bowers.law advises Snoopy on how to write a letter!
The bowers.law team has decided as a group that we will no longer be using anachronistic salutations such as “Dear Sirs”, “Messrs” or “Dear Sir/Madam” as the default setting in any letters, emails etc. We’re sad to say that law firms are just about the worst offenders at using these out-dated terms but pleased to announce that we will no longer be causing any offence! Hopefully now, we’ll not be receiving so many letters and emails addressed to only half of us!
There are more and more Linkedin posts and (very strongly worded) reactions about the inexplicable (and unjustifiable) continued use of these horrible salutations by lawyers, which in today’s world are rightly seen as old-fashioned and just darn right rude!
Come on lawyers (male and female) – stop being old-fashioned, stuffy, condescending, rude, ignorant, and sexist! There is no good reason why formal legal correspondence also has to be insulting to half the recipients (actually, to over half of the recipients in Hong Kong where the majority of lawyers are female).
Instead, all of us lawyers can (and should) be personal, direct, polite, aware, and thoughtful (even if we are sending a nasty lawyers’ letter before action)!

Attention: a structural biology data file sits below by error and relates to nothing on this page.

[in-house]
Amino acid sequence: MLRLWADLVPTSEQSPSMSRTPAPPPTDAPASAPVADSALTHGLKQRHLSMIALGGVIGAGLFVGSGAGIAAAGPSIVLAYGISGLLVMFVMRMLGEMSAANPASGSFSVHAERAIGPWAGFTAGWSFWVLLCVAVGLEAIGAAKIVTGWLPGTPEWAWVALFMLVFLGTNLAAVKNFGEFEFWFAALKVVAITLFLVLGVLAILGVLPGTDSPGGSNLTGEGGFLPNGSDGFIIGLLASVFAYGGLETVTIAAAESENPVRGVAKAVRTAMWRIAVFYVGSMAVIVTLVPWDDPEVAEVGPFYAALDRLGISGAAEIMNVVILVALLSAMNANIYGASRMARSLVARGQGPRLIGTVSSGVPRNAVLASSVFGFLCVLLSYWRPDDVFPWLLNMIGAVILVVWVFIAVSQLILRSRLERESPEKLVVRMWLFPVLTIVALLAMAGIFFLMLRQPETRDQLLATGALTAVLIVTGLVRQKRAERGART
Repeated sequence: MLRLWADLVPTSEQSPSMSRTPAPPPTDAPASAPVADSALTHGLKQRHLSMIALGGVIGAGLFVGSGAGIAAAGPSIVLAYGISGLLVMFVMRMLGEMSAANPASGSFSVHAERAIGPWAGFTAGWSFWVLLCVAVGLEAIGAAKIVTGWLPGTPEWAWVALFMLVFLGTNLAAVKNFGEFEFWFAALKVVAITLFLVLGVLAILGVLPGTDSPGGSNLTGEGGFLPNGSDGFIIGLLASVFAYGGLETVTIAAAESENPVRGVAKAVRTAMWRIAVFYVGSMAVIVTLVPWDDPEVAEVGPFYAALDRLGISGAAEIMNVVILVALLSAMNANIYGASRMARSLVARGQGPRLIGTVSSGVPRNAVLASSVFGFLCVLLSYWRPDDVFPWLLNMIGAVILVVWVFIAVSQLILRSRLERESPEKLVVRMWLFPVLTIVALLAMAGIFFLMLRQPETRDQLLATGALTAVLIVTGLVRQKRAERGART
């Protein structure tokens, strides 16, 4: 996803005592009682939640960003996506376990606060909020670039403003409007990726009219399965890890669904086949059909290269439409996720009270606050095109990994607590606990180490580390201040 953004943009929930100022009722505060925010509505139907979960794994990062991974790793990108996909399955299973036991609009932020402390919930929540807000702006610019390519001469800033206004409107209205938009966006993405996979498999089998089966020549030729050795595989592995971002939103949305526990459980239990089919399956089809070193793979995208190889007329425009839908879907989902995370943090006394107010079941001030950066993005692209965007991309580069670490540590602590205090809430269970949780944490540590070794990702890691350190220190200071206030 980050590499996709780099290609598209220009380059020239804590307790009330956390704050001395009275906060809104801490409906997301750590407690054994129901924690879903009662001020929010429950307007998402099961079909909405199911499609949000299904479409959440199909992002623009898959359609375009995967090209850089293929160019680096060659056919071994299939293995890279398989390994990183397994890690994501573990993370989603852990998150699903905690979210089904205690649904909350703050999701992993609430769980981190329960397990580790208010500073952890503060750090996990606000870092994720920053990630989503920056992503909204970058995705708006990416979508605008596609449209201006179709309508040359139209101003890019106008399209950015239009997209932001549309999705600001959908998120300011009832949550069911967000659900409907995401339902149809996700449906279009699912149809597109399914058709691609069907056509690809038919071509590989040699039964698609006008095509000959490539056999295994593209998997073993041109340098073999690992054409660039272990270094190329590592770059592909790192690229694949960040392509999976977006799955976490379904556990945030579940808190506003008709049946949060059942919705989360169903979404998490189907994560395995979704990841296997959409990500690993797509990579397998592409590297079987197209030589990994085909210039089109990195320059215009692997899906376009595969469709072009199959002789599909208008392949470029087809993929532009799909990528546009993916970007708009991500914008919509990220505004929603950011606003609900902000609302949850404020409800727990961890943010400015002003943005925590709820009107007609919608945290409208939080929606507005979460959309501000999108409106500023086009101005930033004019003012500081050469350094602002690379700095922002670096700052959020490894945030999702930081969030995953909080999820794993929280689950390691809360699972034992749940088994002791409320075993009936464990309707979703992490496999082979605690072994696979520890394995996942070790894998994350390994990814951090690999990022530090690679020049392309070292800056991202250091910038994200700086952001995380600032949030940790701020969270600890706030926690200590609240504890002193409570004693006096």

- Dear Ms. Chan…Yours sincerely
- Dear Mr. Smith…Yours sincerely
- Dear All
- Dear Colleagues
- Good morning / afternoon / evening Everyone
- Hi Brian
- Hi Susan
Top tip: If you know the matter reference for the matter you’re working on (which you usually do and which usually includes the initials of the handling lawyers on the other side of the case or transaction), look up the names and contact details of the intended individual lawyer recipients on the Hong Kong Law Society Law List, and address your correspondence to those people (yes, lawyers are also people!) directly, not blindly to “Dear Sirs”.
- Dear Sirs…Yours faithfully
- Dear Mesdames…Yours faithfully (yes, some lawyers still really do use this)!
- Dear Sir / Madam…Yours faithfully